This book by French author Jules Verne, was first published in french in 1873 as La Tour du Monde en Quatre-vingts Jour. The plot takes place in the year of 1872, the main character is the eccentric, but most English man, Phileas Fogg.
Phileas is described as being vastly rich without apparent means of fortune, He belongs to the exclusive Reform Club, populated with other gents of his kind. He is unmarried, childless, and rarely leaves London. He is precisely pedantic, living a systematically ordered life, timed to the minute. His character is made plain swiftly, we learn that he has fired his servant James because he brought his shaving water to him at a temperature of 84 degrees Fahrenheit instead of 86. That says it all right there really, and this made me think Mr Fogg was a bit of an egg, but I changed my mind, and now I love him! (Seriously!)
Fogg hires the french Passepartout as his new servant in the morning and heads off to the Reform Club for his daily ritual of breakfasting, reading the paper, lunching, reading some more, and then dinner. After reading a few books from this time period, I have the impression that being a respectable gentleman means doing bugger all and eating a lot of meals… but I digress. At the club, Fogg plays Whist (also a favourite of Jane Austen’s characters) and during his card game a discussion regarding “modern transportation” and how quickly it might be possible to circumnavigate the globe. Fogg cooly asserts that it could be done in 80 days, everyone scoffs, and they make a wager of 20,000 pounds that Fogg could not be back within 80 days, 21st of December, at a quarter to 9pm. As a matter of honour Fogg leaves the club immediately and heads home to tell Passepartout that they are both going around the world, and travelling light.
I feel like I’m talking about the plot a lot. To save time: there is a complication in the form of the character – Detective Fix. Fix’s character provides a bit of tension to the story line, and a bit of humour as well.
The journey itself is outlined clearly with a general listing of all the transport that will be taken, what time, where and when. It’s a pretty entertaining adventure. There are the expected set backs and conflicts that you would hope from a decent adventure story. The character of Fogg really supports the plot narrative. He is a cool, calm and collected man in the face of challenges and danger. He is also brave, but does all this without saying much, or giving away much emotion. He is the original “strong, silent type” of man. Passepartout balances Fogg’s coolness with comedic misfortunes.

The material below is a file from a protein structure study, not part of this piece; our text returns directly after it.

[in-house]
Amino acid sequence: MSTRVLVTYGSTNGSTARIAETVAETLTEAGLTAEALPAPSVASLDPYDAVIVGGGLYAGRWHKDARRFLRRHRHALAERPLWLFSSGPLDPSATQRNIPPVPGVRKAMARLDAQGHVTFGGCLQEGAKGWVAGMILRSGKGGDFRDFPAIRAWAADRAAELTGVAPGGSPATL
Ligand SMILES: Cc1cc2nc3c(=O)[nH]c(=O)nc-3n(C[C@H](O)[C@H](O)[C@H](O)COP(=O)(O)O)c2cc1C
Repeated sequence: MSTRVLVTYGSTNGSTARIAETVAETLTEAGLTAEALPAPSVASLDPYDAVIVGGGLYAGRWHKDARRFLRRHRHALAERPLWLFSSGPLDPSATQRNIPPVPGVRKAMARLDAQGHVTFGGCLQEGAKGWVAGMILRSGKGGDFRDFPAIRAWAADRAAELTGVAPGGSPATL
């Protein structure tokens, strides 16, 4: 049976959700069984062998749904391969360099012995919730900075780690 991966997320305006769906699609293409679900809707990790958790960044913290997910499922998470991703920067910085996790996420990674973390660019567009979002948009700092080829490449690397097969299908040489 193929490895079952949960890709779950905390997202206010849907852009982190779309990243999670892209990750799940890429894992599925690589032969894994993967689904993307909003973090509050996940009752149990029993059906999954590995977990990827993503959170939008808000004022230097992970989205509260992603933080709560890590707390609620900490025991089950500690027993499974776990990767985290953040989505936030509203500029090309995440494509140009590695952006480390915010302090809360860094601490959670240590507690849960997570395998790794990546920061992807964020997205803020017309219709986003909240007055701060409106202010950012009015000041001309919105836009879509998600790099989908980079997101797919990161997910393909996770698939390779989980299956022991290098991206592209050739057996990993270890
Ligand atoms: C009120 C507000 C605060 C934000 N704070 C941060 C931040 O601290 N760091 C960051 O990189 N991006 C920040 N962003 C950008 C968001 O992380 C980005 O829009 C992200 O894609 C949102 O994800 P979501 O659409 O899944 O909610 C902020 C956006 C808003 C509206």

There is even romance, as only romance could be done in 1872! This story really has it all. Except a balloon. I vaguely remember that there was a hot air balloon in the Jackie Chan movie, and when I did a little post-reading research I found out that the image of a hot air balloon has become closely associated with the novel despite there been no hot air balloon in it. With or without a balloon, this book was great. I really really enjoyed it. I like a good adventure story, and this was definitely one of those. The characters were refreshing, and it was entertaining throughout, and it also had an unexpected ending. The chapters were relatively brief, and the story itself wasn’t that long, it only took me a few days altogether I think to finish it. I would totally recommend it to anyone who likes light hearted entertaining adventure stories.
Woohoo! Only ‘The Prince and the Pauper’ to go on the second book list! I sneakily got ‘Moby Dick’ and an Agatha Christie to keep me going. I also started ‘Live and Let Die’ by Ian Flemming. So I have a lot to be getting on with. I hope they are as enjoyable to read as this, but as I am learning, each book is unique! Happy reading everyone!